Combinations for Staph Infections

Example 1

Example 2

Herbs that can be applied topically.


  1. Chaparral leaf-Larrea tridentata
  2. Echinacea root-Echinacea purpurea
  3. Japanese barberry root- Berberis thunbergii
  4. Myrrh resin-Commiphora species
  5. Oregon graperoot root-Berberis species
  6. Pine resin-Pinus species
  7. Propolis resin-Bee resin
  8. Yarrow leaf and flower-Achillea millefolium


  1. Black birch inner bark-Betula lenta
  2. Licorice root-Glycyrrhiza glabra/G. uralensis
  3. Willow inner bark-Salix species
  4. Yarrow leaf and flower-Achillea millefolium


  1. Blackberry root-Rubus species
  2. White oak inner bark-Quercus alba
  3. Witch hazel inner bark-Hamamelis virginiana


  1. Calendula inflorescence-Calendula officinalis
  2. Chickweed herb-Stellaria media
  3. Comfrey root-Symphytum species
Chaparral (Larrea tridentata)

Internal Herbal Medicines

Along with external preparation, it is helpful to administer internal herbal medicines for their antibacterial and immune-stimulating properties. These are generally given in tincture form, though it is valuable to have a few available as a glycerite. Along with antibacterial and immune properties, herbal medicines for pain and/or sleep are useful if the infection is causing discomfort. These are given separately from the above categories.

If the infection is healing slowly, it may be beneficial to change the dosage, the combination of herbs, or both.

Before administering a tincture, remember to ask every individual if alcohol is acceptable to them. If it is not, switch to a non-alcohol preparation.

The initial loading dose is often about 4 ml, which is diluted in a 3 oz cup of water (usually followed by a water chaser due to the flavor). The patient can be given a labeled to-go bottle to take the preparation throughout the day without coming back to the first aid station.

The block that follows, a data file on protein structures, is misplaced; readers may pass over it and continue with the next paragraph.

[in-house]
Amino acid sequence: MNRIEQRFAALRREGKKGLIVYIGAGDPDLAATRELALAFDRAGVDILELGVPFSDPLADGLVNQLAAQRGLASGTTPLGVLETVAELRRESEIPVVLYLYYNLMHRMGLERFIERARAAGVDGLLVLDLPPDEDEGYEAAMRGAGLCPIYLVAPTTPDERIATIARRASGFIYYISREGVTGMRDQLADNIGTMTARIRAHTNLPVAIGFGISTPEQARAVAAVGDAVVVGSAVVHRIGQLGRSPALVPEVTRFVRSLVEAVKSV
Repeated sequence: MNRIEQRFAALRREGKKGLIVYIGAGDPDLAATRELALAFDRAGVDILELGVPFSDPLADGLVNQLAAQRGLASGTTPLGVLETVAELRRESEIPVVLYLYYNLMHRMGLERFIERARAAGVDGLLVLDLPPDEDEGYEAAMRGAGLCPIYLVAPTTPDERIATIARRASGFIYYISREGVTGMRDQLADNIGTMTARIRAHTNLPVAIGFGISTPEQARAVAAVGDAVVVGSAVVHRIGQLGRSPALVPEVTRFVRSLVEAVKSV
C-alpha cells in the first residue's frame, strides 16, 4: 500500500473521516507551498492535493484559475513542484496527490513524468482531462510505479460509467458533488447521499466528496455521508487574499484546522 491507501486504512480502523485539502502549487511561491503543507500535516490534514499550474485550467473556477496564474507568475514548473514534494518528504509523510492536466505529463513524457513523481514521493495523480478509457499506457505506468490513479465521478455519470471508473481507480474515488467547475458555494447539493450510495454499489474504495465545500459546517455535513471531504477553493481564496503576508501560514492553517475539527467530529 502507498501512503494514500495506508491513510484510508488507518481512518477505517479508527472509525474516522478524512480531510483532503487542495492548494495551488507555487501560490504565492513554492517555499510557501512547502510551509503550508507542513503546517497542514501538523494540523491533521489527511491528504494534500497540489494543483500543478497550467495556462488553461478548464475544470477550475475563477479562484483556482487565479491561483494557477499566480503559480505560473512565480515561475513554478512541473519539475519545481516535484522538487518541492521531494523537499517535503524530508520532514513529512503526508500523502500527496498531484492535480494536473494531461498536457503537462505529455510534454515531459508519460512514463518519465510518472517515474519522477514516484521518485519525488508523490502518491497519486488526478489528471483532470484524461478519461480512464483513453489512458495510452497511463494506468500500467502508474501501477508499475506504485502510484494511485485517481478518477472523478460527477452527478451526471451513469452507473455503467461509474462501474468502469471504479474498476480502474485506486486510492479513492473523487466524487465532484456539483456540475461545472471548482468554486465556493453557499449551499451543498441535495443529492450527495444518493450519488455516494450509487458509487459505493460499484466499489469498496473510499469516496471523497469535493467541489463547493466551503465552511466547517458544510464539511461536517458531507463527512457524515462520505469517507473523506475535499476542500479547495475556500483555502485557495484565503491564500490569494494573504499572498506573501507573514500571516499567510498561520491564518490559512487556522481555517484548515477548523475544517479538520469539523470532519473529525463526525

The plastic bottles I use have caps rather than droppers (cost savings), and their dosage instructions are by the capful rather than the dropperful. The current bottle caps are 3 ml when filled. The dosage is usually about 1 capful 3 times daily. This comes out to about 2 ml per dosage as we dilute the medicine by about 1/3 so that it is easier to take. This will empty the thirty ml bottle in 3 1/3 days (3 ml x 3 times daily), and it may be refilled once or twice during the course of an event.

Each hand-written label should at least have the dosage. It can be helpful to have the practitioner’s name on the label so the patient can ask for them if they come back. It could also have the herbs and approximate parts so the formula can be replicated.

The pain and sleep remedies are taken as needed.

Combinations-Internal Preparations

Example 1

Example 2

Valerian (Valeriana officinalis)

Herbs for internal use

Herbs for internal use


  1. Chaparral leaf-Larrea tridentata
  2. Echinacea root-Echinacea purpurea
  3. Japanese barberry root-Berberis thunbergii
  4. Myrrh root-Commiphora species
  5. Oregon graperoot root-Berberis species
  6. Pine resin-Pinus species